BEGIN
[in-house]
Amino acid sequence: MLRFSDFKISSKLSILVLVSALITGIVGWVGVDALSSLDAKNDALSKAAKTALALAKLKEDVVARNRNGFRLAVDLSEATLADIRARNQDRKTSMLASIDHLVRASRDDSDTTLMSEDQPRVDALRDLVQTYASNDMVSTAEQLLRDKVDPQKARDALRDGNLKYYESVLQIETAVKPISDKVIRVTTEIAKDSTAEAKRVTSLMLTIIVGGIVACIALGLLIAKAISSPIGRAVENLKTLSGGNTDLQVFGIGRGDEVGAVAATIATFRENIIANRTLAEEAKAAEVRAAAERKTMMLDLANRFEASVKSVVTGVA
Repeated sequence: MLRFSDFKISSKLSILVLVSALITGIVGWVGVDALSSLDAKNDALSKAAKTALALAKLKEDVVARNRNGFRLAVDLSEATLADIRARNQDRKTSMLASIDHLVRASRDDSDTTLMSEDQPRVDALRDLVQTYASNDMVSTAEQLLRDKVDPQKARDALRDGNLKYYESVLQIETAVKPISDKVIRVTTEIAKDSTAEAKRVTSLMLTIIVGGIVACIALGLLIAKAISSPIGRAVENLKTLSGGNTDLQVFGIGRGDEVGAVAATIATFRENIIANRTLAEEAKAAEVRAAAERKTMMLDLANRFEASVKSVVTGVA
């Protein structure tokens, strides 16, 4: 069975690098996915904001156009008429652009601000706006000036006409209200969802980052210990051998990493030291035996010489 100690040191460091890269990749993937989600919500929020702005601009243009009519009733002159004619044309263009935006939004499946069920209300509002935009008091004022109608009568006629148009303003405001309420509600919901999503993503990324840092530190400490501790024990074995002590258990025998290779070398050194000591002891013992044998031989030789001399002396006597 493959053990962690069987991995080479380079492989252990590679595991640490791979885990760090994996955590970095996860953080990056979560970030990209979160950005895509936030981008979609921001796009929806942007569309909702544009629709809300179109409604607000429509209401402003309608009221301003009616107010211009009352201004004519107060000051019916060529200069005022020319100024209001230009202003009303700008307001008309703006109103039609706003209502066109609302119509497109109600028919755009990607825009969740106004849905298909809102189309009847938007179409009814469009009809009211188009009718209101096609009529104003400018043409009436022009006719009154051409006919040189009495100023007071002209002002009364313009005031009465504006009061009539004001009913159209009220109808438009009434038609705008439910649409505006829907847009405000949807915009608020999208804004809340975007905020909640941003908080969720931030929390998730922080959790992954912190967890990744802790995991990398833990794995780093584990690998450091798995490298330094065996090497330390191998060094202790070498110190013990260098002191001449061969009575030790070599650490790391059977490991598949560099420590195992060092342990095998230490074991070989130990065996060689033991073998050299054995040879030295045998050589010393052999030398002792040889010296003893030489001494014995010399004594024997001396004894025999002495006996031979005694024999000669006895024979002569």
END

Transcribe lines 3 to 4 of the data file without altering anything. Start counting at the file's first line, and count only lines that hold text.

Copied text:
Repeated sequence: MLRFSDFKISSKLSILVLVSALITGIVGWVGVDALSSLDAKNDALSKAAKTALALAKLKEDVVARNRNGFRLAVDLSEATLADIRARNQDRKTSMLASIDHLVRASRDDSDTTLMSEDQPRVDALRDLVQTYASNDMVSTAEQLLRDKVDPQKARDALRDGNLKYYESVLQIETAVKPISDKVIRVTTEIAKDSTAEAKRVTSLMLTIIVGGIVACIALGLLIAKAISSPIGRAVENLKTLSGGNTDLQVFGIGRGDEVGAVAATIATFRENIIANRTLAEEAKAAEVRAAAERKTMMLDLANRFEASVKSVVTGVA
């Protein structure tokens, strides 16, 4: 069975690098996915904001156009008429652009601000706006000036006409209200969802980052210990051998990493030291035996010489 100690040191460091890269990749993937989600919500929020702005601009243009009519009733002159004619044309263009935006939004499946069920209300509002935009008091004022109608009568006629148009303003405001309420509600919901999503993503990324840092530190400490501790024990074995002590258990025998290779070398050194000591002891013992044998031989030789001399002396006597 493959053990962690069987991995080479380079492989252990590679595991640490791979885990760090994996955590970095996860953080990056979560970030990209979160950005895509936030981008979609921001796009929806942007569309909702544009629709809300179109409604607000429509209401402003309608009221301003009616107010211009009352201004004519107060000051019916060529200069005022020319100024209001230009202003009303700008307001008309703006109103039609706003209502066109609302119509497109109600028919755009990607825009969740106004849905298909809102189309009847938007179409009814469009009809009211188009009718209101096609009529104003400018043409009436022009006719009154051409006919040189009495100023007071002209002002009364313009005031009465504006009061009539004001009913159209009220109808438009009434038609705008439910649409505006829907847009405000949807915009608020999208804004809340975007905020909640941003908080969720931030929390998730922080959790992954912190967890990744802790995991990398833990794995780093584990690998450091798995490298330094065996090497330390191998060094202790070498110190013990260098002191001449061969009575030790070599650490790391059977490991598949560099420590195992060092342990095998230490074991070989130990065996060689033991073998050299054995040879030295045998050589010393052999030398002792040889010296003893030489001494014995010399004594024997001396004894025999002495006996031979005694024999000669006895024979002569």